Welcome to the world of Charitable Planning
If you have money, a charity will tell you at the end of the year that this is an excellent time to donate since you will get a tax deduction. That is true, of course. It’s also somewhat inefficient in many cases unless it is a small donation (small means different things to different people).
In general, the value of a tax deduction is the highest marginal tax rate times whatever you are donating. So if you have a 30% tax rate and contribute $100, you saved $30 in taxes. Not bad.
However, charitable planning is significantly more powerful. Charitable planning results in tax savings and benefits for charity, but it can also be a powerful driver of increased wealth over time. I use charitable planning in many situations; the most obvious is when people have a capital asset to sell. Charitable planning can give tax benefits that go well beyond the deduction (that is outside the scope of my post today though).
Here I discuss a scenario where there is no capital asset, just cash. Let me give you two easy-to-understand examples.
Example 1: Abbas
Abbas is a salesman. He normally makes a comfortable living, but he does not have enough for his family’s future. 2021 was a banner year for him. He earned $1,000,000 more than he usually earns. He does not expect to earn anything quite like this for a while. He is looking at a massive tax bill; he figures the marginal tax rate in his high-tax state is 50.3% (both federal and state). He donates $300,000 at the end of the year. He gets a tax-deduction for $300,000.
Example 2: Haroon
Haroon is a computer engineer. Like Abbas, he makes a comfortable living but would like to save more for his family’s future. He had an unusual year where a company he worked for went public. He had a wonderful “liquidity event” (as they say in the Silicon Valley), but it also happened to be $1,000,000 more in income tax liability than he would otherwise get. He donates only $15,000 by the end of the year. He gets a tax-deduction for $285,000. He invests the rest but eventually donates $300,000 over 20 years while the investments grow to be worth several times this in 20 years.
Wait, what just happened?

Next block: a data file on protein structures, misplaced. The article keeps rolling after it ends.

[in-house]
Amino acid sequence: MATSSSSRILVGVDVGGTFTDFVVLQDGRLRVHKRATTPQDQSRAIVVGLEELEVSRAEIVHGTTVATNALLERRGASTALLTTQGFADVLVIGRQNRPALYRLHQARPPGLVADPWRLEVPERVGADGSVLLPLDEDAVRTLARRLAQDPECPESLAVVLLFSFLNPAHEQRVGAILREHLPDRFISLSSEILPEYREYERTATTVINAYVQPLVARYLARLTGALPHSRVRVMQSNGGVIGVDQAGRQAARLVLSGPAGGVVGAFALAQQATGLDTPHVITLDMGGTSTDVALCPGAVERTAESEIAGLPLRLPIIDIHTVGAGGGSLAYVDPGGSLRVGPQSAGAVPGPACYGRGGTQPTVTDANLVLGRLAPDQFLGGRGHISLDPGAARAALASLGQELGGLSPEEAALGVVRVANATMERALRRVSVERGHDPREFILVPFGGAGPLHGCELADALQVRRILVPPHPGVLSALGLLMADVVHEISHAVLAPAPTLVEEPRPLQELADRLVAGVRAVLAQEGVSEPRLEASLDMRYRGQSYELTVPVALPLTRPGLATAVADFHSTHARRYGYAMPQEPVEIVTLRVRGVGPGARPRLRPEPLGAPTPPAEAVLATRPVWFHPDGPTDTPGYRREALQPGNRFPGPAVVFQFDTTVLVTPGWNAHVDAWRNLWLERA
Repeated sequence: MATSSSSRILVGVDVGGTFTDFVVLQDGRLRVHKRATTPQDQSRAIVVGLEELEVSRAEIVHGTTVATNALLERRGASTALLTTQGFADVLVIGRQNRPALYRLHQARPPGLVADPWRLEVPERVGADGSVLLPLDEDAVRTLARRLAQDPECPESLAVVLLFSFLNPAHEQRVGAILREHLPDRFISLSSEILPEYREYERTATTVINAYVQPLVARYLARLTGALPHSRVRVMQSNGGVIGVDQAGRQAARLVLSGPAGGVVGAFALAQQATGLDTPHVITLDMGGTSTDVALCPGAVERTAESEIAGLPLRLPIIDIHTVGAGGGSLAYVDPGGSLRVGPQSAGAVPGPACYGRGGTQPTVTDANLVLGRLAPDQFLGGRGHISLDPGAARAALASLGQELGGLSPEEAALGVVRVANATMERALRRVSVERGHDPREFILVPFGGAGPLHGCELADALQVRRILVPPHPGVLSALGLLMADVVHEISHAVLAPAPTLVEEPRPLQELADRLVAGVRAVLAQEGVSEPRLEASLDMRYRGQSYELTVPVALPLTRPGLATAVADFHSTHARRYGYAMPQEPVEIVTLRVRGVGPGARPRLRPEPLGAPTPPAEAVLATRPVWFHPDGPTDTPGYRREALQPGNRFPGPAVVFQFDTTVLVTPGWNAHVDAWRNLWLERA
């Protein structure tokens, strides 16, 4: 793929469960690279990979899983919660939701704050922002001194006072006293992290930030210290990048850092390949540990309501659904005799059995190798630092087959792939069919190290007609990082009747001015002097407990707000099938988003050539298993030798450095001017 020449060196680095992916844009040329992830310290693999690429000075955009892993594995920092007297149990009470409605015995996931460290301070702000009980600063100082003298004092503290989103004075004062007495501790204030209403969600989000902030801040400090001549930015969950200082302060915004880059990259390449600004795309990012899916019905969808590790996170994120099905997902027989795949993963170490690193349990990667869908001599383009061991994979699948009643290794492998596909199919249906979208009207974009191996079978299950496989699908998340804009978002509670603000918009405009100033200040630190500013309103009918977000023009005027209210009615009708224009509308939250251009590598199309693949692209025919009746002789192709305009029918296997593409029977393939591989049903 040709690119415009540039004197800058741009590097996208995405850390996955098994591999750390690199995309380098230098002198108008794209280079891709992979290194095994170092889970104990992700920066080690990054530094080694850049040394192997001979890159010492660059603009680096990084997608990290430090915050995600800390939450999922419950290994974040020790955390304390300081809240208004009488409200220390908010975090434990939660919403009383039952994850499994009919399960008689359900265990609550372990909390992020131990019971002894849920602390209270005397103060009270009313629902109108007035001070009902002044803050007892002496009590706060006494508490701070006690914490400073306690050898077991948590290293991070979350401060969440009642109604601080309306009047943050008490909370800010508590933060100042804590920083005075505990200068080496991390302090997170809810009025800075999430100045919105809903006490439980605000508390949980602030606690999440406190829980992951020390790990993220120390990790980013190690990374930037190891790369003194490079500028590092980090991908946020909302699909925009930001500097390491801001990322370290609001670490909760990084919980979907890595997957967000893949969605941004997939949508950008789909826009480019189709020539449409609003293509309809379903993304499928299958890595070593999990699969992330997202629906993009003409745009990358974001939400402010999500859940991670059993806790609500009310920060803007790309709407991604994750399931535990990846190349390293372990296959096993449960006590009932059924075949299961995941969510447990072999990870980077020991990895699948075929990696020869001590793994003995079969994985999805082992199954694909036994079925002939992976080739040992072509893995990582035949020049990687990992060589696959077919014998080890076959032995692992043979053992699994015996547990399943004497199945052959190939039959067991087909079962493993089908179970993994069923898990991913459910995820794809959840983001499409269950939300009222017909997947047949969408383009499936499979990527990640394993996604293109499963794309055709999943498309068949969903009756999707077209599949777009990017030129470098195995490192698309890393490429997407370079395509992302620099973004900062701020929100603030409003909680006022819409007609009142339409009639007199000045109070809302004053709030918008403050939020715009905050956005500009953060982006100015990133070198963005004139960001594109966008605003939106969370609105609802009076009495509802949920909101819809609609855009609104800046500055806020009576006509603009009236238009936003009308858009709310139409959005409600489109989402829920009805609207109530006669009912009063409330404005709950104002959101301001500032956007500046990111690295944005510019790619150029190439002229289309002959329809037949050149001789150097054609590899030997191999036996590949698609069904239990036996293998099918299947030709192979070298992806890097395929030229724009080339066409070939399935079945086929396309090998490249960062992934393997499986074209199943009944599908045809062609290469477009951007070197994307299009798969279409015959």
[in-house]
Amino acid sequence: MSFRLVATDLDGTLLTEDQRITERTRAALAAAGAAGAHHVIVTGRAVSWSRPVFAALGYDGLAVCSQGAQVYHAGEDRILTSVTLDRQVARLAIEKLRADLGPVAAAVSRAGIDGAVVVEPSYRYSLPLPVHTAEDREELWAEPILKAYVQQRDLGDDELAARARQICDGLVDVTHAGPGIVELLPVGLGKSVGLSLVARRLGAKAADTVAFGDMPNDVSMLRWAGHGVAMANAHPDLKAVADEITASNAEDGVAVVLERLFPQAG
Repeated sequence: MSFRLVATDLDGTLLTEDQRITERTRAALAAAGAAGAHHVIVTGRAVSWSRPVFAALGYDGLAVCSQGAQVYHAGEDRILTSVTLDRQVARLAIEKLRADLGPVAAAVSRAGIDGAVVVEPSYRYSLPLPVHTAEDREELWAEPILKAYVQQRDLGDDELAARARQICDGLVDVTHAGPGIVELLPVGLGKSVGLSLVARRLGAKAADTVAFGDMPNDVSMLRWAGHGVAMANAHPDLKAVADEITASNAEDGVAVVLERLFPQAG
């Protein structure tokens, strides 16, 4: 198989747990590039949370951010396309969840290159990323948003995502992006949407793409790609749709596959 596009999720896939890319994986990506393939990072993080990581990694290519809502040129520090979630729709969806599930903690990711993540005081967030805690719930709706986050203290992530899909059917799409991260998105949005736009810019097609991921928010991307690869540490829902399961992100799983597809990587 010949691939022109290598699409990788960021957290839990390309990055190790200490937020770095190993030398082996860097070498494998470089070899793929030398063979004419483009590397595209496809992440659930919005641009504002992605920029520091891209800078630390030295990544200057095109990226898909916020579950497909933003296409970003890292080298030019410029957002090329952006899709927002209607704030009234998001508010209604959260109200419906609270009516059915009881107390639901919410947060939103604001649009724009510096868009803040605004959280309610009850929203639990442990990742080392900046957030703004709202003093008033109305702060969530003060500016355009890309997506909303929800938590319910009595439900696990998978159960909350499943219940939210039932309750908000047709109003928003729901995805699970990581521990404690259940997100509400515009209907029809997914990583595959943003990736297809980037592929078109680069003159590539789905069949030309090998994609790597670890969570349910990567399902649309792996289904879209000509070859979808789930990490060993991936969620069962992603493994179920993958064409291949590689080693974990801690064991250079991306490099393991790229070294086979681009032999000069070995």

Grantor Charitable Lead Annuity Trust (GCLAT)
Charitable trusts come in a variety of flavors. I am only going to discuss this specific one since it applies to many people who have those once in a while years, where people do well but are concerned about income taxes, but not estate taxes (married couples need $23.4 million in 2021 before they need to worry about that). They are also charitable. However, they are not so charitable that they will give away hundreds of thousands of dollars for a tax benefit that they can get for a more spread-out donation.
How a GCLAT Works
Haroon creates a grantor trust, which means he is the taxpayer- this is critical because he wants the tax deduction from his income taxes. Most charitable lead trusts are non-grantor trusts designed to save on gift and estate taxes.
Haroon, in his trust, decides to donate 5% of the trust corpus every year for 20 years. These numbers can be less or more, depending on his goals. If he earns income on it, he pays taxes. Because he already got his charitable deduction in year one, he won’t get a charitable deductions again for the same donation. His year one charitable deduction is based on calculating the “present value” of the gift he did not give yet.
A GCLAT is known as a “split-interest trust”- a present and a future interest. We calculate the deduction through what is known as the “7520 rate” (after the tax code section). In October, the rate was only 1%. In November, it is 1.4, which is still low (though it has been as low as .6% this year). The lower the rate, the more the potential charitable deduction. Some Muslims get a little concerned when they see an interest rate. There is no loan; we use the “interest rate” to calculate the value of the gift.
The trust can last five years, or, as I noted in the example, 20 years. It can, in the right situation, be a great way to give a lot in charity, save a bundle in taxes in the year it’s needed most, and build long-term wealth. It’s not for everyone. But for the right person, it’s worth considering.